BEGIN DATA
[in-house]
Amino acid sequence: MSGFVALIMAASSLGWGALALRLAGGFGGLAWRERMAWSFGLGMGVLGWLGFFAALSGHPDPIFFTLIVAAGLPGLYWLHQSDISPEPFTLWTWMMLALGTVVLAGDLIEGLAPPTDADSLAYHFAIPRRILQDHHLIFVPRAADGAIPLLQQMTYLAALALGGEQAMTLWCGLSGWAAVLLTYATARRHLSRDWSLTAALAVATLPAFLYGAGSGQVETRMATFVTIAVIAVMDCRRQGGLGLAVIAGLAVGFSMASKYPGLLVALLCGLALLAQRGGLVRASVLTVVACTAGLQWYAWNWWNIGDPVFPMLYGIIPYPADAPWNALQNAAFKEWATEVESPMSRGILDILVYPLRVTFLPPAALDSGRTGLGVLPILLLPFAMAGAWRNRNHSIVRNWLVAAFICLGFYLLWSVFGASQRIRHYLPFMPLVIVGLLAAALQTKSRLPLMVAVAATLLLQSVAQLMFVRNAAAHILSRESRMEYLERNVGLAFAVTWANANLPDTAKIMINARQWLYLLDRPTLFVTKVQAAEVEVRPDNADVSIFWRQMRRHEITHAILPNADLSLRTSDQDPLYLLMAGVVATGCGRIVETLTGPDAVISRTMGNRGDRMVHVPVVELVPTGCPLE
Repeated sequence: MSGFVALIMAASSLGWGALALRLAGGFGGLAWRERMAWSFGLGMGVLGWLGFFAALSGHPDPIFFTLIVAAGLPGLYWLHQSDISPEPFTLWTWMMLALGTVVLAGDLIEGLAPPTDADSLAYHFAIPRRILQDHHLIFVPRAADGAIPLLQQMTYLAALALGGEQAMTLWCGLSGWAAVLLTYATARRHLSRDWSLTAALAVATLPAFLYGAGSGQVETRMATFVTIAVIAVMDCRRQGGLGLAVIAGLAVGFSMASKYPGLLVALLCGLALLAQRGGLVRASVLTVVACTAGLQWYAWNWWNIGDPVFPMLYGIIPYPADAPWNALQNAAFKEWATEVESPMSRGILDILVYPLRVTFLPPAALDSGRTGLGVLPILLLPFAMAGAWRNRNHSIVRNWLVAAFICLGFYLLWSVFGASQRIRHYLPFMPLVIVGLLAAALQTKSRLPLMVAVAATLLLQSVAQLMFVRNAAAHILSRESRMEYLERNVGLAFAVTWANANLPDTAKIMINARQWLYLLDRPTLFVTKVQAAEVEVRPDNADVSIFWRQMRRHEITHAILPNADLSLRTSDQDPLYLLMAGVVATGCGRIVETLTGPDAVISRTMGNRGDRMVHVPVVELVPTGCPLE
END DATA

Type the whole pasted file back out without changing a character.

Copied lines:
[in-house]
Amino acid sequence: MSGFVALIMAASSLGWGALALRLAGGFGGLAWRERMAWSFGLGMGVLGWLGFFAALSGHPDPIFFTLIVAAGLPGLYWLHQSDISPEPFTLWTWMMLALGTVVLAGDLIEGLAPPTDADSLAYHFAIPRRILQDHHLIFVPRAADGAIPLLQQMTYLAALALGGEQAMTLWCGLSGWAAVLLTYATARRHLSRDWSLTAALAVATLPAFLYGAGSGQVETRMATFVTIAVIAVMDCRRQGGLGLAVIAGLAVGFSMASKYPGLLVALLCGLALLAQRGGLVRASVLTVVACTAGLQWYAWNWWNIGDPVFPMLYGIIPYPADAPWNALQNAAFKEWATEVESPMSRGILDILVYPLRVTFLPPAALDSGRTGLGVLPILLLPFAMAGAWRNRNHSIVRNWLVAAFICLGFYLLWSVFGASQRIRHYLPFMPLVIVGLLAAALQTKSRLPLMVAVAATLLLQSVAQLMFVRNAAAHILSRESRMEYLERNVGLAFAVTWANANLPDTAKIMINARQWLYLLDRPTLFVTKVQAAEVEVRPDNADVSIFWRQMRRHEITHAILPNADLSLRTSDQDPLYLLMAGVVATGCGRIVETLTGPDAVISRTMGNRGDRMVHVPVVELVPTGCPLE
Repeated sequence: MSGFVALIMAASSLGWGALALRLAGGFGGLAWRERMAWSFGLGMGVLGWLGFFAALSGHPDPIFFTLIVAAGLPGLYWLHQSDISPEPFTLWTWMMLALGTVVLAGDLIEGLAPPTDADSLAYHFAIPRRILQDHHLIFVPRAADGAIPLLQQMTYLAALALGGEQAMTLWCGLSGWAAVLLTYATARRHLSRDWSLTAALAVATLPAFLYGAGSGQVETRMATFVTIAVIAVMDCRRQGGLGLAVIAGLAVGFSMASKYPGLLVALLCGLALLAQRGGLVRASVLTVVACTAGLQWYAWNWWNIGDPVFPMLYGIIPYPADAPWNALQNAAFKEWATEVESPMSRGILDILVYPLRVTFLPPAALDSGRTGLGVLPILLLPFAMAGAWRNRNHSIVRNWLVAAFICLGFYLLWSVFGASQRIRHYLPFMPLVIVGLLAAALQTKSRLPLMVAVAATLLLQSVAQLMFVRNAAAHILSRESRMEYLERNVGLAFAVTWANANLPDTAKIMINARQWLYLLDRPTLFVTKVQAAEVEVRPDNADVSIFWRQMRRHEITHAILPNADLSLRTSDQDPLYLLMAGVVATGCGRIVETLTGPDAVISRTMGNRGDRMVHVPVVELVPTGCPLE